Care worker Sara* doesn’t know how she’s going to support herself and her young son over the next 10 weeks. The Ghanaian national, who is in her late twenties, is 27 weeks pregnant so is having to self-isolate – but is receiving no pay at all and cannot access state benefits.
“I don’t have enough money to even buy food. I’m relying on a charity for food each week,” she tells The Independent. “Boris Johnson said pregnant women shouldn’t work for 12 weeks, but how am I supposed to support myself? There’s no support for me.”
Sara, who also needs to stay at home to care for her British son because his nursery has closed and she is a single mother, has “no recourse to public funds” (NRPF) – a rule, attached to the immigration status of thousands of people across the UK, that stipulates they can live and work in the UK but are not entitled to state support.
The care worker, who has lived in the UK for seven years, is on a 16-hour contract, which means even though she usually works considerably more than that – between 25 and 35 hours a week – she is not eligible for statutory sick pay, which is worth £94.25 a week.
However, those with no recourse to public funds, like Sara, are not eligible for this state support unless they successfully apply to remove the NRPF restriction – but this is a complex process and can take months.
The Home Office was forced to admit during a High Court hearing earlier this month that there were “serious issues” with the NRPF policy and that these should be looked at by the court urgently, after a legal challenge sought an urgent suspension of it to allow those unable to work because of Covid-19 to have immediate access to welfare support.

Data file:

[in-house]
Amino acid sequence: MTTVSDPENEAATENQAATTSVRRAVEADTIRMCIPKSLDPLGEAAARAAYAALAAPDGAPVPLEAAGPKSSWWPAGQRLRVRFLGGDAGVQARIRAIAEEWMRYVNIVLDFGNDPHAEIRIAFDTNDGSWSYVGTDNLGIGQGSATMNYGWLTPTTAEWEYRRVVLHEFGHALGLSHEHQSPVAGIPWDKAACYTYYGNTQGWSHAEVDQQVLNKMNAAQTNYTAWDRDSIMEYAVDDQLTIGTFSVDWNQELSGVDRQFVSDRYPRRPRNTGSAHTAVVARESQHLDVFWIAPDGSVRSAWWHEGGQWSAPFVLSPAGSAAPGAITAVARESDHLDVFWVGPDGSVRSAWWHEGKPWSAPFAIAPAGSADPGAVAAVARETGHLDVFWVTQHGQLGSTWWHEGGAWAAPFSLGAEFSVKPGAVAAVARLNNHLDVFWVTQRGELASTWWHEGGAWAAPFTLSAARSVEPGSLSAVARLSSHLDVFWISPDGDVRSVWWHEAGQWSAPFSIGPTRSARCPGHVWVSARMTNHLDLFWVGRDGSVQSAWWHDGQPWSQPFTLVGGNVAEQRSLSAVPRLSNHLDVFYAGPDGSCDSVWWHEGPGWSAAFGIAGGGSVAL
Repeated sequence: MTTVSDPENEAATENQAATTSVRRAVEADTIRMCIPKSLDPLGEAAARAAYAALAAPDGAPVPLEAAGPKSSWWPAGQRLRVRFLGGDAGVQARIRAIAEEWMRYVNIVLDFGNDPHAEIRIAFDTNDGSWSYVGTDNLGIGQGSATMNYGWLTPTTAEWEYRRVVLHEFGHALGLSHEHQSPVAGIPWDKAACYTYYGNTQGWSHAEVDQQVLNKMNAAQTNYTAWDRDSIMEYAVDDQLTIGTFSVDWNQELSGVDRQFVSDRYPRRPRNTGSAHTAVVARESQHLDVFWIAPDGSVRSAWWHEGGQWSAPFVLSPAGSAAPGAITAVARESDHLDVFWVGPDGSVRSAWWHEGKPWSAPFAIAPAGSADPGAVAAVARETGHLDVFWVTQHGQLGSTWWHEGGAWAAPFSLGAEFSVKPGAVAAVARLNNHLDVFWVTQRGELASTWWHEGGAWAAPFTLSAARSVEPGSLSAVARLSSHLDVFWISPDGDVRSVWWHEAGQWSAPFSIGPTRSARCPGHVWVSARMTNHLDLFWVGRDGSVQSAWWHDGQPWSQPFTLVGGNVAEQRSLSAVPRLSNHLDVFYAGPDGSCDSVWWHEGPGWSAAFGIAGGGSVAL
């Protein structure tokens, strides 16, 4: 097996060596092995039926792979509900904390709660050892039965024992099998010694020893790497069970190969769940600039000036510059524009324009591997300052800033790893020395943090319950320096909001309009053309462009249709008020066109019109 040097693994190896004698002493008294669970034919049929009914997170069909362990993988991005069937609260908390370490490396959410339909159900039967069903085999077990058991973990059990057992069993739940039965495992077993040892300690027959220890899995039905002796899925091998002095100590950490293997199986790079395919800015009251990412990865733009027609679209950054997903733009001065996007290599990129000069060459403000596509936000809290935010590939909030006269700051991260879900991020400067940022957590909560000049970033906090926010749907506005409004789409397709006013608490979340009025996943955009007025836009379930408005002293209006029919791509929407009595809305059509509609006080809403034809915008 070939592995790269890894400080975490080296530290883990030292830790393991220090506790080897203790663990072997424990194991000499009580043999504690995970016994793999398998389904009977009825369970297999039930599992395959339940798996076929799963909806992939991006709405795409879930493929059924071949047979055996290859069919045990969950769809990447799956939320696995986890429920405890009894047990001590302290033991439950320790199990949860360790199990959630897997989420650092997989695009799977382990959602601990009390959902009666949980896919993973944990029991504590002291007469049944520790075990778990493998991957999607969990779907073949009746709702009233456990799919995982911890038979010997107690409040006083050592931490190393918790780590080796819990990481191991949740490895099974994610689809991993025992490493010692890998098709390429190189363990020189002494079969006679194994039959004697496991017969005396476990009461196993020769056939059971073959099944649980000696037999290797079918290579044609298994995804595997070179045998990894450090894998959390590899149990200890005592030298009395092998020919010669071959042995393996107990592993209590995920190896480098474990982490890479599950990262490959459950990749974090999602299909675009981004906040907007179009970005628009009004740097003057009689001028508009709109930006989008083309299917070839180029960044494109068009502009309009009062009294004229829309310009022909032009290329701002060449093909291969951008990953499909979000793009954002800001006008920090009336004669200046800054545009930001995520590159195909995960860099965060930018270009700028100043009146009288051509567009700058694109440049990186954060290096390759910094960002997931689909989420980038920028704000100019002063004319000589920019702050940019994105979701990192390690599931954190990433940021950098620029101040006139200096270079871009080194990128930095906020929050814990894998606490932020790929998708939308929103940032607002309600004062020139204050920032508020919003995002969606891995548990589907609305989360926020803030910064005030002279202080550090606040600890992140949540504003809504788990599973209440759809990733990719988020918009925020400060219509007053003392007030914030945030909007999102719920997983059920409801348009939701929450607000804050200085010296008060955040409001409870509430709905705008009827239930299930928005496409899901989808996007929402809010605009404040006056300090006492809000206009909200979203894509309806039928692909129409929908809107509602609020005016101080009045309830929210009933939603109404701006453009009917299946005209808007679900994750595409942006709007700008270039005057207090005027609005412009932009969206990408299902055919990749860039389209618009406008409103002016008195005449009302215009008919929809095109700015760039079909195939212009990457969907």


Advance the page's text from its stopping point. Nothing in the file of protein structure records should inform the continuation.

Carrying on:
The judges left the policy in place but ordered that a full hearing on its legality should be heard urgently – setting a court date for the beginning of May.
Another UK worker with NRPF, who asked only to be named Yashra, lost her restaurant job last month when the venue was forced to close due to the pandemic.
The Mauritian woman, who is in her late twenties, managed to find a job she could do from home but is only 21 hours a week, which has left her fearful she won’t be able to afford basic necessities.
“I thought I’d be homeless. That was the first thing that came to my head – how was I going to pay my rent? Knowing that I couldn’t pay my rent and pay for food and all these things was very, very stressful,” she tells The Independent.
“Now I’ve found some work but it’s literally only going to cover my rent. And I can’t get another job. I sometimes think there’s a high chance I can’t pay my rent. It’s a very difficult situation. It’s a constant fear. I’m always thinking about being homeless.
“Right now I think everyone is going through a difficult moment, so I wouldn’t want to ask anyone. I can see myself having to go to food banks if it comes down to it. I have to survive somehow.”
Yashra, who has lived in the UK since 2006, says: “I like working, I like being independent, but at the moment there’s no way I can survive without a little bit of help from the government. It’s very stressful. Mentally it is really impacting on me.